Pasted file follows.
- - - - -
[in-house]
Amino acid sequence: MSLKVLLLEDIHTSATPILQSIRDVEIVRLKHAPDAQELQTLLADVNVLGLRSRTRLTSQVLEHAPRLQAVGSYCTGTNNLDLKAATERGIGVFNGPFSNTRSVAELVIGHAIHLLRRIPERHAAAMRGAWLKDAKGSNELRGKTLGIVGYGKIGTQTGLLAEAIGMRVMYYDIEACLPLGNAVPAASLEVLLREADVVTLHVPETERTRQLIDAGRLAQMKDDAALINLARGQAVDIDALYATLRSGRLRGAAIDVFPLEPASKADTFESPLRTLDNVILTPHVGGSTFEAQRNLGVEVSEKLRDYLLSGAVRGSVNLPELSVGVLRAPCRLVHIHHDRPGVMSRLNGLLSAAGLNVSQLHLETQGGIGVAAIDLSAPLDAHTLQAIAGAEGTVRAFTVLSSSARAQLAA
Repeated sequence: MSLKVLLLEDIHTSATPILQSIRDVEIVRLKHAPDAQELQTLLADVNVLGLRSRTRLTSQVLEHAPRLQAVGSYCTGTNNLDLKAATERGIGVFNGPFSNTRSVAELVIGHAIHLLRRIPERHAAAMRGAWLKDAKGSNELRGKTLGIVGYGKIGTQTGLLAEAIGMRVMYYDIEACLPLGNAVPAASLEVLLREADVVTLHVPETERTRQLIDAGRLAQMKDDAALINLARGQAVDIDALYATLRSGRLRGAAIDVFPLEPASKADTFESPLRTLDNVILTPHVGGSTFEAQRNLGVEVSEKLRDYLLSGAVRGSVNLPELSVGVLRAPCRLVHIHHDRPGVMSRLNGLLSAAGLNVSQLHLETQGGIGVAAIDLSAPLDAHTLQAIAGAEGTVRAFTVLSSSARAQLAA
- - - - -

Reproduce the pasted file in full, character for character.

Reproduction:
[in-house]
Amino acid sequence: MSLKVLLLEDIHTSATPILQSIRDVEIVRLKHAPDAQELQTLLADVNVLGLRSRTRLTSQVLEHAPRLQAVGSYCTGTNNLDLKAATERGIGVFNGPFSNTRSVAELVIGHAIHLLRRIPERHAAAMRGAWLKDAKGSNELRGKTLGIVGYGKIGTQTGLLAEAIGMRVMYYDIEACLPLGNAVPAASLEVLLREADVVTLHVPETERTRQLIDAGRLAQMKDDAALINLARGQAVDIDALYATLRSGRLRGAAIDVFPLEPASKADTFESPLRTLDNVILTPHVGGSTFEAQRNLGVEVSEKLRDYLLSGAVRGSVNLPELSVGVLRAPCRLVHIHHDRPGVMSRLNGLLSAAGLNVSQLHLETQGGIGVAAIDLSAPLDAHTLQAIAGAEGTVRAFTVLSSSARAQLAA
Repeated sequence: MSLKVLLLEDIHTSATPILQSIRDVEIVRLKHAPDAQELQTLLADVNVLGLRSRTRLTSQVLEHAPRLQAVGSYCTGTNNLDLKAATERGIGVFNGPFSNTRSVAELVIGHAIHLLRRIPERHAAAMRGAWLKDAKGSNELRGKTLGIVGYGKIGTQTGLLAEAIGMRVMYYDIEACLPLGNAVPAASLEVLLREADVVTLHVPETERTRQLIDAGRLAQMKDDAALINLARGQAVDIDALYATLRSGRLRGAAIDVFPLEPASKADTFESPLRTLDNVILTPHVGGSTFEAQRNLGVEVSEKLRDYLLSGAVRGSVNLPELSVGVLRAPCRLVHIHHDRPGVMSRLNGLLSAAGLNVSQLHLETQGGIGVAAIDLSAPLDAHTLQAIAGAEGTVRAFTVLSSSARAQLAA